Justice Underground

November 21, 2012 Comments Off

I’ve already stated that I hate the word justice. It is a mushy word, devoid of concrete and universal meaning. In that respect, it serves no useful role in educated discussion. Yet, people persist.

With it’s perpetual inclusion in conversations about how we should frame and model or society comes the inevitable symbols of justice. Males, especially, are very visual people, always looking for a way to visualize and visually depict thoughts and ideas.

Hence, the invention of lady justice. You’ve seen her many times. Blindfolded. Comely. Combative, yet playful and lithe. Displaying fairness in a way that is unique and personal to each viewer. She is, in short, everything you want her to be.

Check her out, in statuary.

How about a drawing?

How about a tattoo? It’s always OK to get a tattoo of your favorite gal, right?

How about with everyone’s favorite former Attorney General, John Ashcroft? Apparently, she saw his speech as an occasion to don a dress she’s been saving for a really special occasion.

The fact is that depictions of lady justice is to legal venues what this picture was to wartime aircraft.

Sure, you can argue with me and claim that it is artistic and beautiful and symbolic and…..well……all the usual excuses. If you do, you’re the same guy who claims to read Playboy for the articles. You keep telling yourself that, and that Hooters has great wings.

It’s time we moved into the next phase of legal symbolism and knick-knackery. After all, this is no longer a male-dominated profession. We now share it with our more sensible and less-visual counterparts.

The next symbol should be truthful. It should apply equally to all. It should be something we all can understand, not just something that somebody lauds as artistic with no discernible or concrete meaning.

Therefore, with great pleasure, I give you…….

Chance the Law Mole

Here he is again.

And again, in a more risque’ pose.

He’s perfect, if I do say so myself. Everything about the law is reflected in his furry mug. I should know, I had the opportunity to hold him.

Here’s why (feel free to substitute the words “law” or “justice” in the place of “Chance.”):

  • Chance stays just below the surface and is inaccessible to most people. While you know he is there, you can’t see him. You just see the damage that Chance does. The longer you watch, the more damage occurs.
  • Chance can take a perfectly beautiful lawn and rip it to shreds.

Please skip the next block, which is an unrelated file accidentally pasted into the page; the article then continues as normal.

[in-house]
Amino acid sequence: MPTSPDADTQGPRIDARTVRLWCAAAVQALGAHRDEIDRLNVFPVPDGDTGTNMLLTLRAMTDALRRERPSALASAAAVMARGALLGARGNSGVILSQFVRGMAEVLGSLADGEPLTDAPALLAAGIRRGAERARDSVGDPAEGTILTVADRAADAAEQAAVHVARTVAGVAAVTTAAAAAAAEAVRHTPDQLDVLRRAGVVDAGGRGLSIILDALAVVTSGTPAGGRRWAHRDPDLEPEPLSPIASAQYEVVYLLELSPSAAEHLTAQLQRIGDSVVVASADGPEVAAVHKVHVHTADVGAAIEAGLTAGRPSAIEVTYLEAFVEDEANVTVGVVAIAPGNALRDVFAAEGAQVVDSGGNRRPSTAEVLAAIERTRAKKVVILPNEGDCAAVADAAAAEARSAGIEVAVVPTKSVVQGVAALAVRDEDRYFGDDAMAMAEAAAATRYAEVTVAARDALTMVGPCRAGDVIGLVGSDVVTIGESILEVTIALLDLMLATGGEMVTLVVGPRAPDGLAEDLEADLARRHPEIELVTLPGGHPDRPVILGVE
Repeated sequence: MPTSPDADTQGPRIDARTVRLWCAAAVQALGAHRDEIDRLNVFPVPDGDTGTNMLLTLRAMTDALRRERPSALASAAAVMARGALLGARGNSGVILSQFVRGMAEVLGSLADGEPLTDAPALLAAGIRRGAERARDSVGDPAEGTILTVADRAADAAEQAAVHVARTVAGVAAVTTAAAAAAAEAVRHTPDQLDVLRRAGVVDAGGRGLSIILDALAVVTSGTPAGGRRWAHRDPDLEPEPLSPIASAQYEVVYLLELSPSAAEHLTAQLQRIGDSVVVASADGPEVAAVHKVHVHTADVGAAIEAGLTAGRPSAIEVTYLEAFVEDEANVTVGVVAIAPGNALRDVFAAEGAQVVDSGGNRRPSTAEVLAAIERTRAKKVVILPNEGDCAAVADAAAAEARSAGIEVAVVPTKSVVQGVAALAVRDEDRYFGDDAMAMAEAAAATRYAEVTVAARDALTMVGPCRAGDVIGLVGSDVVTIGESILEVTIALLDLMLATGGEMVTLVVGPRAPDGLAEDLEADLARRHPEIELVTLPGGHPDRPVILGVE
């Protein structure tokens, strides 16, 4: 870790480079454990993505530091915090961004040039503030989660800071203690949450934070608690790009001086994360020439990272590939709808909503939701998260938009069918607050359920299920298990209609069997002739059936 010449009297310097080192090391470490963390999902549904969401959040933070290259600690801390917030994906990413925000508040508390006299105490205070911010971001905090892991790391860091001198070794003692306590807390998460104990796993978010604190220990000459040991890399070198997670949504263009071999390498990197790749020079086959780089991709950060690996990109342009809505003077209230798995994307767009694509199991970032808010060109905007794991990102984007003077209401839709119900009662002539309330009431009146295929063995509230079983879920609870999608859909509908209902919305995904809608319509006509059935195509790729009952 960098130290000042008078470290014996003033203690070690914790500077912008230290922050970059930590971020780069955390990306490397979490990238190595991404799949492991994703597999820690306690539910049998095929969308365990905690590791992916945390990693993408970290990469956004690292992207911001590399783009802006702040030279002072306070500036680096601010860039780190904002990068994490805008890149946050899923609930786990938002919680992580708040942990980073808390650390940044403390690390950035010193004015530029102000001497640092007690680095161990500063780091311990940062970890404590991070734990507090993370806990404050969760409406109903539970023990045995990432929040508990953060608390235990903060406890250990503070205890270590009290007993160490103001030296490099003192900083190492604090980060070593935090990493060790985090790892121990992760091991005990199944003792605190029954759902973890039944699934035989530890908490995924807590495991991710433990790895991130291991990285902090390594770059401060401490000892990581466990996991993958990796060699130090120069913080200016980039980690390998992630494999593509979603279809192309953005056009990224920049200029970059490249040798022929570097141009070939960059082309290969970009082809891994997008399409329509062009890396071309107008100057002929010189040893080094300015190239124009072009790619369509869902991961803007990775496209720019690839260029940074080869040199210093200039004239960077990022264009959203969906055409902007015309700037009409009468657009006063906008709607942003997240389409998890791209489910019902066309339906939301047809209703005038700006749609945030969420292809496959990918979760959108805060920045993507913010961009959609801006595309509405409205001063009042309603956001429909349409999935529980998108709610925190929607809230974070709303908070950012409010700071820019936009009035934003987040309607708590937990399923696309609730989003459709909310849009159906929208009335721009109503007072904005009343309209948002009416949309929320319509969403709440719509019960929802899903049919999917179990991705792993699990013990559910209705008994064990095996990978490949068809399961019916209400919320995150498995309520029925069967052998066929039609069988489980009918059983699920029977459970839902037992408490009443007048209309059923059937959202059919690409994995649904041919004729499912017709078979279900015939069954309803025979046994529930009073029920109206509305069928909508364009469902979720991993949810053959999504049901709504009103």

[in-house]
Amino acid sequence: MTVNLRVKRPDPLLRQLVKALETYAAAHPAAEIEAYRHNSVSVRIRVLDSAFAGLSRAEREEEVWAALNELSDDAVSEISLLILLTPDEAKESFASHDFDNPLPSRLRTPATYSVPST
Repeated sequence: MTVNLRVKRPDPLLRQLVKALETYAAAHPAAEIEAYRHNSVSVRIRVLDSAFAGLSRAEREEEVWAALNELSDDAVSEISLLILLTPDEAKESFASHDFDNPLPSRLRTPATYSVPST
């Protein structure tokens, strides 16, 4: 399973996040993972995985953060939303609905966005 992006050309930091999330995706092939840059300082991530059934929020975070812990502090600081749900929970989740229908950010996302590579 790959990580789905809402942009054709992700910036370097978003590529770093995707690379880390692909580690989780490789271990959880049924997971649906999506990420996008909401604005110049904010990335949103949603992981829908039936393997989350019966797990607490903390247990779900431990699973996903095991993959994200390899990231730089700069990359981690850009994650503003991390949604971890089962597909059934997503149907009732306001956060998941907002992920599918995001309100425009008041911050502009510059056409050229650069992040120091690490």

• You may find Chance occasionally, but only after he’s done considerable damage.
  • Chance breeds at an amazing rate. You might find Chance occasionally, but finding his throngs of offspring is virtually impossible. Yet, they can hurt you as much as Chance.
  • Chance’s reproduction results in an ever-expanding population, harder for reasonable people to control.
  • Chance annoys everyone familiar with him.
  • Those who have never had to deal with Chance in their lawn think it is cruel to say that Chance should be killed. This changes if Chance comes to their law or the lawn of someone close and dear to them.
  • The people who advocate the most for chance like to say that he is a beautiful and necessary part of nature, aerating the soil and eating pesky insects. None of them consider the collateral damage that is done while accomplishing these tasks. Chance’s proponents will say that the collateral damage is merely an isolate result, and the aeration of soil and eating of insects helps the greater good.
  • Advocating to protect cute, furry Chances can get you votes. So does advocating for cuddly-wuddly Chances to multiply and thrive. However, nobody who wants to become elected would dare to advocate for crushing Chance under the heel of a boot. That would make you evil.
  • If you grab Chance and try to study him, he will try to bite you. If he bites you, you could get a disease. If you get the disease, you could die. That’s just the way it is. Chance isn’t always fair.
  • If you try to hold Chance close to you, he will, undoubtedly, find an inopportune moment to urinate and/or defecate upon you.
  • Chance is most concerned with consuming things and the survival of its species. Anything else is seen as superfluous to Chance.
  • Chance will destroy anything in his path. No matter how beautiful. No matter how loved. No matter how necessary or useful. Chance will do what chance has to do.
  • Try as you might, you will never fully understand Chance.

So, go get yourself a painting of Chance, or a statue. Advocate for his likeness to be placed in the foyer of the courthouse. See if Alabama will consider it in lieu of the 10 Commandments.

People may not like it, but at least they’ll know you understand that, in the end, the law is nothing more than a game…

…of Chance.

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